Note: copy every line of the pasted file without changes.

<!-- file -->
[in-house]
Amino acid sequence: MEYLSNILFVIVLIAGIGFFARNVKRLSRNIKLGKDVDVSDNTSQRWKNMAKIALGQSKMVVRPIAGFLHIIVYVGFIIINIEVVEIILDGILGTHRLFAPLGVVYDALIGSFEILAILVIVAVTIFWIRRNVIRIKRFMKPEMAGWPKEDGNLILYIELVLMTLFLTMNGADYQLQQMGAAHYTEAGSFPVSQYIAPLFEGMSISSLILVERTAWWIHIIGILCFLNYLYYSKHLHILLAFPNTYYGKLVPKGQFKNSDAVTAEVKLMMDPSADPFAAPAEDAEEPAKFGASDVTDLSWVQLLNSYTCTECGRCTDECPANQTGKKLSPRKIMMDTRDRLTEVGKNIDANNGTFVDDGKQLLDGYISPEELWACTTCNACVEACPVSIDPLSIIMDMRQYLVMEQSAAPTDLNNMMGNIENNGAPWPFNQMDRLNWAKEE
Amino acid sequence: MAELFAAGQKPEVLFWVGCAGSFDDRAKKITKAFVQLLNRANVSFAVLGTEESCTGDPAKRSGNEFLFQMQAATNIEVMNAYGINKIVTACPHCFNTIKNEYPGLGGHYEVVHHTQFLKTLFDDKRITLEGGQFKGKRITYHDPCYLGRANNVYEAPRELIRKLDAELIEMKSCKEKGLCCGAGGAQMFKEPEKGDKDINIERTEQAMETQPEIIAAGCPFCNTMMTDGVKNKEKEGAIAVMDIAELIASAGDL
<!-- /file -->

[in-house]
Amino acid sequence: MEYLSNILFVIVLIAGIGFFARNVKRLSRNIKLGKDVDVSDNTSQRWKNMAKIALGQSKMVVRPIAGFLHIIVYVGFIIINIEVVEIILDGILGTHRLFAPLGVVYDALIGSFEILAILVIVAVTIFWIRRNVIRIKRFMKPEMAGWPKEDGNLILYIELVLMTLFLTMNGADYQLQQMGAAHYTEAGSFPVSQYIAPLFEGMSISSLILVERTAWWIHIIGILCFLNYLYYSKHLHILLAFPNTYYGKLVPKGQFKNSDAVTAEVKLMMDPSADPFAAPAEDAEEPAKFGASDVTDLSWVQLLNSYTCTECGRCTDECPANQTGKKLSPRKIMMDTRDRLTEVGKNIDANNGTFVDDGKQLLDGYISPEELWACTTCNACVEACPVSIDPLSIIMDMRQYLVMEQSAAPTDLNNMMGNIENNGAPWPFNQMDRLNWAKEE
Amino acid sequence: MAELFAAGQKPEVLFWVGCAGSFDDRAKKITKAFVQLLNRANVSFAVLGTEESCTGDPAKRSGNEFLFQMQAATNIEVMNAYGINKIVTACPHCFNTIKNEYPGLGGHYEVVHHTQFLKTLFDDKRITLEGGQFKGKRITYHDPCYLGRANNVYEAPRELIRKLDAELIEMKSCKEKGLCCGAGGAQMFKEPEKGDKDINIERTEQAMETQPEIIAAGCPFCNTMMTDGVKNKEKEGAIAVMDIAELIASAGDL